Of course, the Democrat elites, or for that matter, the Republican elites, don’t really care to listen to the muppets in their respective parties. And here we come to the Iron Law of Institutions:

  14. ex-PFC Chuck says:

    Speaks volumes about that nest of criminals known as Wall Street.

  15. Several more primary/caucuses this coming weekend [3/5/2016]!

  16. r whitman says:

    The Houston Livestock Show and Rodeo is on for the next two weeks. Come on down in your Stetson, cowboy suit and Lucchesses and see some cattle, pigs, country music stars and some real, genuine bullsh*t.

  17. mbrenner says:

    Of course, in Caesar’s day there was no Fourth Estate intermediating between the leader and the people. That was supposed to be a strength of a democratic republic – no more.
    Hillary is acclaimed the great victor of Super Tuesday, guaranteed the Democratic nomination and riding a wave of popularity. In truth, she hasn’t won a single state outright that wasn’t part of the Confederacy – against a handicapped opponent. Unfortunately, our American habits of mind and behavior have become ones of mendacity at all levels.

  18. Lord Curzon says:

    Dr David Kilcullen admits that COIN is a steaming pile of poo:

  19. turcopolier says:

    Lord Curzon
    That’s odd. He said the opposite to me when we shared a cubicle in the “experts” review of Petraeus’ campaign plan. pl

  20. walter says:

    Agreed; no accountability/punishment for being wrong…they all seem to be able to keep their jobs and influence despite terrible results.
    BTW, same seems to have occurred for all the Wall Street executives that lost huge bets but still got huge bonuses, 0% interest rates to continue borrowing and speculating, inside information from The Fed to direct their speculative bets so profitably, lots of other sneaky ways of The Fed “recapitalized” the banks, bailed them out, kept them afloat despite the gross incompetance and illegal behavior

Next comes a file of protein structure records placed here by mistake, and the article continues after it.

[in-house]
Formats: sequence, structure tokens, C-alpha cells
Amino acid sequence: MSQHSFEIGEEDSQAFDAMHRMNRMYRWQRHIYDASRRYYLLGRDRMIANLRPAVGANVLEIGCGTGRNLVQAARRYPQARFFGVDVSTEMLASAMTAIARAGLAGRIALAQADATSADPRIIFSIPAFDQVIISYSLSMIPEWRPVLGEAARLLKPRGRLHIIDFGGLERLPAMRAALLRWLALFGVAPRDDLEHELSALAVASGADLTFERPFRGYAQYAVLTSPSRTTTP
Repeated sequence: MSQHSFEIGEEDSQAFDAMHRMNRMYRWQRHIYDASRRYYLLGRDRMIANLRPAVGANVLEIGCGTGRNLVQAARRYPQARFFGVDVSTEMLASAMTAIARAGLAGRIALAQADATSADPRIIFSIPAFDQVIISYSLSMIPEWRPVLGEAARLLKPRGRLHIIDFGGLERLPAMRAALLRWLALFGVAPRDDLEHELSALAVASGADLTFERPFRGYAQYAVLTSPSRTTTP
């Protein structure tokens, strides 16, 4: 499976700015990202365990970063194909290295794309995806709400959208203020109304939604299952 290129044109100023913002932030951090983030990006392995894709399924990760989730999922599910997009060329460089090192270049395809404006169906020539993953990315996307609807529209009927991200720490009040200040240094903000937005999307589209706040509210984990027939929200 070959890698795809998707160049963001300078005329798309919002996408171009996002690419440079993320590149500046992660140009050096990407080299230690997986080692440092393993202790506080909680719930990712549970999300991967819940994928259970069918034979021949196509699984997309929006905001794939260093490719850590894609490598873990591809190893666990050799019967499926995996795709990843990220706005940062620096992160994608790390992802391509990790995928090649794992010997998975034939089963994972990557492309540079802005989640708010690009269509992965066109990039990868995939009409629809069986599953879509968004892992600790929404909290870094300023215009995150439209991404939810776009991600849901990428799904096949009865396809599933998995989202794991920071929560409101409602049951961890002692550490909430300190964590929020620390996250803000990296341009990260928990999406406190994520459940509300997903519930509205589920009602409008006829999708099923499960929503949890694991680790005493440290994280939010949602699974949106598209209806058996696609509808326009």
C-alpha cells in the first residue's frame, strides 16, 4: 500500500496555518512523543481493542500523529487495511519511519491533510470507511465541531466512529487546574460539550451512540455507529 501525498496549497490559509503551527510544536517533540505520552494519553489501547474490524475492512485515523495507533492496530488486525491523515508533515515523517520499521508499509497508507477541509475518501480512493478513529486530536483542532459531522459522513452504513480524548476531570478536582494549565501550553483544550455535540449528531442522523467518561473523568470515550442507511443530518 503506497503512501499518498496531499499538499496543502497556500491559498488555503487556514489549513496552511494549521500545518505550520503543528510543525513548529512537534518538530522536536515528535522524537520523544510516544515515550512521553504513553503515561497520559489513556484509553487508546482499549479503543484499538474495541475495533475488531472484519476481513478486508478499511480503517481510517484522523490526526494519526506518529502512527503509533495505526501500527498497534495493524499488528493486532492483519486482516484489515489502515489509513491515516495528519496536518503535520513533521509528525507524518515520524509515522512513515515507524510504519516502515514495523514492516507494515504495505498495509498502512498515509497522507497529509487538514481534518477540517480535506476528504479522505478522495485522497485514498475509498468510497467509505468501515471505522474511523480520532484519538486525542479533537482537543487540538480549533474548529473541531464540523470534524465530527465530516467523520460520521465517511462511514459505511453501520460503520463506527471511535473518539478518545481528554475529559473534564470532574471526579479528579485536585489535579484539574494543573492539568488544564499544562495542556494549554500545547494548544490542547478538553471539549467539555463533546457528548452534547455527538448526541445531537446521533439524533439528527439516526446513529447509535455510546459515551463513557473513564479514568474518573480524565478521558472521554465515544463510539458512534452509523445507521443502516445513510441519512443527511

21. Pat Lang,
    “Consistency is the humbuggery of small minds”. WSC. I think that’s properly quoted.

  22. rjj says:

    they had tribunes till Caesar got rid of the office a few years before that Ides of March business.
    Did any european newspapers have tribune in its name? Was Greeley the first in the US?

  23. steve says:

    Hillary is such a target rich opponent for Trump. He will troll her without quarter during debates. She will scream misogny. He will respond with her trashing of Bubba’s paramours. She will accuse him of racism. He will respond with “superpredators”, the 90s crime bill, and how many brown-skinned women did she help kill in Libya. She will say he’s an out of touch tycoon. He will respond . . . . . . . well, that’s an easy one.
    In a debate, Hillary will take the bait every time.
    Sanders is a transparent candidate. Trump will try to smear him as a socialist. Sanders will say, ok, I’m for universal healthcare and free public college tuition, and I set out a way to pay for it. Next.
    Not sure about Trump, but I will never vote for Hillary.

  24. steve says:

    For a couple years back in the 80s, my wife worked in Houston while I lived in New Orleans. I always made sure I was there for some part of those two weeks. Back then there was a black trailriders/cowboy parade that I looked forward to. I never knew about that part of Texas culture.

  25. Fred says:

    r whitman,
    That sounds like far more fun that the “dog and pony show” (i.e. work!) that will be going on ’till I take a break for Nashville a few weeks from now. Got myself measured for custom boots last trip to Dallas, just have to pick a final design now.

  26. Fred says: